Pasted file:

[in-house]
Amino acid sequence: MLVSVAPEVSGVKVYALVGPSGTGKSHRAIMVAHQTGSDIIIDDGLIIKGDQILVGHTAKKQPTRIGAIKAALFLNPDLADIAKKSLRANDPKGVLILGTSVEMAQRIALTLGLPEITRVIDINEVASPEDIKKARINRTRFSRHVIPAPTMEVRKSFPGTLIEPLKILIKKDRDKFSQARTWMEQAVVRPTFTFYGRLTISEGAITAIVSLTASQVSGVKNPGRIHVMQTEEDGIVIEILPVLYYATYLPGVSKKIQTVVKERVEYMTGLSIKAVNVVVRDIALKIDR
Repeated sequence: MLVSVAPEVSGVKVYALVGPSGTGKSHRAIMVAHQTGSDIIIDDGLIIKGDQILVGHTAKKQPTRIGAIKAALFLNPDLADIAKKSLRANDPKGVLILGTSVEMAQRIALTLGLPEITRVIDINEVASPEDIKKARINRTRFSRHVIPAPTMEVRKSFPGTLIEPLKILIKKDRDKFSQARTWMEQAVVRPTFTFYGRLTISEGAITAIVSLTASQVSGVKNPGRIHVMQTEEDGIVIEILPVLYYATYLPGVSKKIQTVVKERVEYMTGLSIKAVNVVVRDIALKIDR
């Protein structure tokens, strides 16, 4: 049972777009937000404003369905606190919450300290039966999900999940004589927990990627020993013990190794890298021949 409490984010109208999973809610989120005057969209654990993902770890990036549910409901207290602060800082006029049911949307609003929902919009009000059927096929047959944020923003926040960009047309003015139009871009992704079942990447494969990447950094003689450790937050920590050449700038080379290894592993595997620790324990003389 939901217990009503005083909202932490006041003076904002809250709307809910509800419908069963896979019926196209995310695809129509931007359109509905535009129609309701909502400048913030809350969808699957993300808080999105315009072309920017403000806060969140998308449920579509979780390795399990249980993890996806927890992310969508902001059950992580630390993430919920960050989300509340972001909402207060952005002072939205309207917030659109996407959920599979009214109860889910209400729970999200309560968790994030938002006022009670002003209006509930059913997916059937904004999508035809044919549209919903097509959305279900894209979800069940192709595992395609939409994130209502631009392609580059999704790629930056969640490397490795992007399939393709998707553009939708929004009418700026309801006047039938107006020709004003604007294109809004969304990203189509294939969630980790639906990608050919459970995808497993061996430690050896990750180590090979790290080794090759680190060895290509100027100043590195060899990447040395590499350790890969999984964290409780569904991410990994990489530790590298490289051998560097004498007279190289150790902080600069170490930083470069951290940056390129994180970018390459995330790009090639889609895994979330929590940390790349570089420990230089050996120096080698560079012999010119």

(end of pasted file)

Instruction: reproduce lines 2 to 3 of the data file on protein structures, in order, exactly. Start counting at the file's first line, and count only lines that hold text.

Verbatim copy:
Amino acid sequence: MLVSVAPEVSGVKVYALVGPSGTGKSHRAIMVAHQTGSDIIIDDGLIIKGDQILVGHTAKKQPTRIGAIKAALFLNPDLADIAKKSLRANDPKGVLILGTSVEMAQRIALTLGLPEITRVIDINEVASPEDIKKARINRTRFSRHVIPAPTMEVRKSFPGTLIEPLKILIKKDRDKFSQARTWMEQAVVRPTFTFYGRLTISEGAITAIVSLTASQVSGVKNPGRIHVMQTEEDGIVIEILPVLYYATYLPGVSKKIQTVVKERVEYMTGLSIKAVNVVVRDIALKIDR
Repeated sequence: MLVSVAPEVSGVKVYALVGPSGTGKSHRAIMVAHQTGSDIIIDDGLIIKGDQILVGHTAKKQPTRIGAIKAALFLNPDLADIAKKSLRANDPKGVLILGTSVEMAQRIALTLGLPEITRVIDINEVASPEDIKKARINRTRFSRHVIPAPTMEVRKSFPGTLIEPLKILIKKDRDKFSQARTWMEQAVVRPTFTFYGRLTISEGAITAIVSLTASQVSGVKNPGRIHVMQTEEDGIVIEILPVLYYATYLPGVSKKIQTVVKERVEYMTGLSIKAVNVVVRDIALKIDR